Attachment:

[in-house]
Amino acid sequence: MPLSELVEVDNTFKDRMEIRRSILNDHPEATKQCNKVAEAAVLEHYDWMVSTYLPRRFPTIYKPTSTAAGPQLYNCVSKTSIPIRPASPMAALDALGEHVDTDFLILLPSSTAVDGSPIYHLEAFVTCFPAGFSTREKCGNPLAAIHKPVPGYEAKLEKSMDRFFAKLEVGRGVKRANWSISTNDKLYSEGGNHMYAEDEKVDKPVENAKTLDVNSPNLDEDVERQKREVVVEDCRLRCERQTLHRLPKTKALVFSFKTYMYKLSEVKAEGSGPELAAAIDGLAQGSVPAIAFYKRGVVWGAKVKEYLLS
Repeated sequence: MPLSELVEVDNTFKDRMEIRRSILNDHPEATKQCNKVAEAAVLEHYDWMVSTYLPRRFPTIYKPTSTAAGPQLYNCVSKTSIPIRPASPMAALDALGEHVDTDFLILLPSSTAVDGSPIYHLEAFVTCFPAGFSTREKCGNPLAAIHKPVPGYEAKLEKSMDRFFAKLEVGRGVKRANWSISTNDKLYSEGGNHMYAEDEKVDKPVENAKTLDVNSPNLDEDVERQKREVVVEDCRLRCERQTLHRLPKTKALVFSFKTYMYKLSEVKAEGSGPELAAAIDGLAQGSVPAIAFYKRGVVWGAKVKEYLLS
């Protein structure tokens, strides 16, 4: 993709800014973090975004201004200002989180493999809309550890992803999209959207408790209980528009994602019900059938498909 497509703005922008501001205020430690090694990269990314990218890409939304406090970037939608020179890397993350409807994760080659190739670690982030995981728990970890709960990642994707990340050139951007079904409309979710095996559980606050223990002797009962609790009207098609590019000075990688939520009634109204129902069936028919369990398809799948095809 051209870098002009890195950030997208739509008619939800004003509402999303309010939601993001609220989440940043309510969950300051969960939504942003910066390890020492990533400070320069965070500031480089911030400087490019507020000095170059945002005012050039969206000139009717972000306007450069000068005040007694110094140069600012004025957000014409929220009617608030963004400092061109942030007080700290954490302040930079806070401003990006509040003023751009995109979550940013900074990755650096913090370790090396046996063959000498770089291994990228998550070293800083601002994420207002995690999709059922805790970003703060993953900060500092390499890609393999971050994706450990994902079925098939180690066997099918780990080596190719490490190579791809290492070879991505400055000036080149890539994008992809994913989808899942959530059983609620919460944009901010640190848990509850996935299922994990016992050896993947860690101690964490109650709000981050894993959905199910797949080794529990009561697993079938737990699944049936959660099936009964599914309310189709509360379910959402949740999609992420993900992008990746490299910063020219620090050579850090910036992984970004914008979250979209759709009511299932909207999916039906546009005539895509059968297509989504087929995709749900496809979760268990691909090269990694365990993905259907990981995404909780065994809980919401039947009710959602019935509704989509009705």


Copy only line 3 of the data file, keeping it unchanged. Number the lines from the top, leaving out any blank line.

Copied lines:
Repeated sequence: MPLSELVEVDNTFKDRMEIRRSILNDHPEATKQCNKVAEAAVLEHYDWMVSTYLPRRFPTIYKPTSTAAGPQLYNCVSKTSIPIRPASPMAALDALGEHVDTDFLILLPSSTAVDGSPIYHLEAFVTCFPAGFSTREKCGNPLAAIHKPVPGYEAKLEKSMDRFFAKLEVGRGVKRANWSISTNDKLYSEGGNHMYAEDEKVDKPVENAKTLDVNSPNLDEDVERQKREVVVEDCRLRCERQTLHRLPKTKALVFSFKTYMYKLSEVKAEGSGPELAAAIDGLAQGSVPAIAFYKRGVVWGAKVKEYLLS